Etavat, Ētāvat, Etāvat: 6 definitions
Etavat means something in Hinduism, Sanskrit, Marathi. If you want to know the exact meaning, history, etymology or English translation of this term then check out the descriptions on this page. Add your comment or reference to a book if you want to contribute to this summary article.
Languages of India and abroad
Marathi-English dictionarySource: DDSA: The Molesworth Marathi and English Dictionary
ētāvat (एतावत्).—a S So much; so many.
Marathi is an Indo-European language having over 70 million native speakers people in (predominantly) Maharashtra India. Marathi, like many other Indo-Aryan languages, evolved from early forms of Prakrit, which itself is a subset of Sanskrit, one of the most ancient languages of the world.
Sanskrit dictionarySource: DDSA: The practical Sanskrit-English dictionary
Etāvat (एतावत्).—a. So much, so great, so many, of such extent, so far, of such quality or kind; एतावदुक्त्वा विरते मृगेन्द्रे (etāvaduktvā virate mṛgendre) R.2.51; Kumārasambhava 6.89; एतावान्मे विभवो भवन्तं सेवितुम् (etāvānme vibhavo bhavantaṃ sevitum) M.2 so far; oft. used in connection with a relative pronoun which generally follows; एतावता नन्वनुमेयशोभि (etāvatā nanvanumeyaśobhi) ... आरोपितं यद् गिरिशेन पश्चादङ्कम् (āropitaṃ yad giriśena paścādaṅkam) Kumārasambhava 1.37. -ind. So far, so much, in such a degree, thus; नैतावदन्ये मरुतो यथेमे (naitāvadanye maruto yatheme) Ṛgveda 7.57.3.Source: Cologne Digital Sanskrit Dictionaries: Shabda-Sagara Sanskrit-English Dictionary
Etāvat (एतावत्).—mfn. (-vān-vatī-vat) So many, so much, so far. ind. (-vat) So far, thus far, so much, &c. E. etad, and matup or vati aff.Source: Cologne Digital Sanskrit Dictionaries: Monier-Williams Sanskrit-English Dictionary
1) Etāvat (एतावत्):—[from etad] mfn. so great, so much, so many, of such a measure or compass, of such extent, so far, of such quality or kind, [Ṛg-veda; Atharva-veda; Śatapatha-brāhmaṇa; Mahābhārata] etc.
2) [v.s. ...] (often in connection with a relative clause, the latter generally following; etāvān eva puruṣo yaj jāyātmā prajā, a man is of such measure as [i.e. made complete by] his wife, himself, and his progeny, [Manu-smṛti ix, 45]), [Rāmāyaṇa; Bhāgavata-purāṇa; Hitopadeśa] etc.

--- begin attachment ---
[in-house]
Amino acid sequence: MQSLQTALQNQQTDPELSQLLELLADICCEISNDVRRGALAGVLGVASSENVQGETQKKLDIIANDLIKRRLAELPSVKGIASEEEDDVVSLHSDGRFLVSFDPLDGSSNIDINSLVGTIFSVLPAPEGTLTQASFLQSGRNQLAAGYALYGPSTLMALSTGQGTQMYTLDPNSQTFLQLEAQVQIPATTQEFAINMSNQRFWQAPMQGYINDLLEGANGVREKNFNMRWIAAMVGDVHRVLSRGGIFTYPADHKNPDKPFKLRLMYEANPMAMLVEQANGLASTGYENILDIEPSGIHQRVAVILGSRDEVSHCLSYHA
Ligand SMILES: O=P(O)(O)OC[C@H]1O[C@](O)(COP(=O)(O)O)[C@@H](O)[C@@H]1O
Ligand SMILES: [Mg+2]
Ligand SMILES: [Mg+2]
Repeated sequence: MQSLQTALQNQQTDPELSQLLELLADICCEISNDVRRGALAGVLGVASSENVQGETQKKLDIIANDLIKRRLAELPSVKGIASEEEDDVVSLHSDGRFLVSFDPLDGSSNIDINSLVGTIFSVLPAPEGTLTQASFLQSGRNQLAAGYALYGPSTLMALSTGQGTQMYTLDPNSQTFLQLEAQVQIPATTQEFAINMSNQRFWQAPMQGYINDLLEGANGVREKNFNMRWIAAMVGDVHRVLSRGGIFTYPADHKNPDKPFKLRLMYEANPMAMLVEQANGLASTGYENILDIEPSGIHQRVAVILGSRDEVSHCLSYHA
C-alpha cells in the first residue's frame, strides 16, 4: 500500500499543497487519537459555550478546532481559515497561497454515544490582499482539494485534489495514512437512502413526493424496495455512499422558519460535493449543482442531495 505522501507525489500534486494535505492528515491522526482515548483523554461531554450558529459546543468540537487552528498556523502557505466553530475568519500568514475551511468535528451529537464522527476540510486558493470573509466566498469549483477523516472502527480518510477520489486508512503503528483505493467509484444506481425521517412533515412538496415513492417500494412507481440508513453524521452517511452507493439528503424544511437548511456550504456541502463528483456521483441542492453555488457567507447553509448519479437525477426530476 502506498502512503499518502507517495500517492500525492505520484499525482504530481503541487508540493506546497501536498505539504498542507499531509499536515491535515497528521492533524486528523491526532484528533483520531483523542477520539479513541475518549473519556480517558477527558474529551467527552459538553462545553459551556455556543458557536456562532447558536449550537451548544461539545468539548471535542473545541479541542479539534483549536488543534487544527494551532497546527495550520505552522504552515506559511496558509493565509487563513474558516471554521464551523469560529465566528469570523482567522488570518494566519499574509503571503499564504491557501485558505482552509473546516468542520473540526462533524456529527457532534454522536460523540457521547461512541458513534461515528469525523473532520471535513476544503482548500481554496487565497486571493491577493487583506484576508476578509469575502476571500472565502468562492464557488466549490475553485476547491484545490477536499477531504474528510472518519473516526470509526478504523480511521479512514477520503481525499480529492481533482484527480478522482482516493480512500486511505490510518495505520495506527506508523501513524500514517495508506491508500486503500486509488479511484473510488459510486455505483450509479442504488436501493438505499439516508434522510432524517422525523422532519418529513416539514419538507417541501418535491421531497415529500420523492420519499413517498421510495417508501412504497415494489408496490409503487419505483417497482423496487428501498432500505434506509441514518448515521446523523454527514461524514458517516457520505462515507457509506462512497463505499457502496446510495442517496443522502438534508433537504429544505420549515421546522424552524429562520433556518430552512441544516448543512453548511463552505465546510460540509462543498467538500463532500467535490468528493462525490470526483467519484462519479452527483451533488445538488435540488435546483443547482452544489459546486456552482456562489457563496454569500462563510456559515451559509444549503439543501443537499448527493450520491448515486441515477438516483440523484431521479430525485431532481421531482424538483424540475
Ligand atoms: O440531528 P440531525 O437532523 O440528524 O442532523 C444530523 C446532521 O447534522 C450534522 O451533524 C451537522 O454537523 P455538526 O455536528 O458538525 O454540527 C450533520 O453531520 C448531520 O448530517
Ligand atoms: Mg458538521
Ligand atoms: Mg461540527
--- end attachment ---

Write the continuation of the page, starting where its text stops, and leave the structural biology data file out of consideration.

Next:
3) [v.s. ...] ind. so far, thus far, so much, in such a degree, thus, [Ṛg-veda vii, 57, 3; Śatapatha-brāhmaṇa; Hitopadeśa etc.]Source: Cologne Digital Sanskrit Dictionaries: Yates Sanskrit-English Dictionary
Etāvat (एतावत्):—[(vān-vatī-vat) a.] So many, so much; so far.Source: DDSA: Paia-sadda-mahannavo; a comprehensive Prakrit Hindi dictionary (S)
Sanskrit, also spelled संस्कृतम् (saṃskṛtam), is an ancient language of India commonly seen as the grandmother of the Indo-European language family (even English!). Closely allied with Prakrit and Pali, Sanskrit is more exhaustive in both grammar and terms and has the most extensive collection of literature in the world, greatly surpassing its sister-languages Greek and Latin.
See also (Relevant definitions)
Ends with: Pretavat.
Search found 3 books and stories containing Etavat, Ētāvat, Etāvat; (plurals include: Etavats, Ētāvats, Etāvats). You can also click to the full overview containing English textual excerpts. Below are direct links for the most relevant articles:
Rig Veda (translation and commentary) (by H. H. Wilson)
Rig Veda 8.5.27 < [Sukta 5]
Rig Veda 5.79.10 < [Sukta 79]
Rig Veda 7.32.18 < [Sukta 32]
Shrimad Bhagavad-gita (by Narayana Gosvami)
Maha Prajnaparamita Sastra (by Gelongma Karma Migme Chödrön)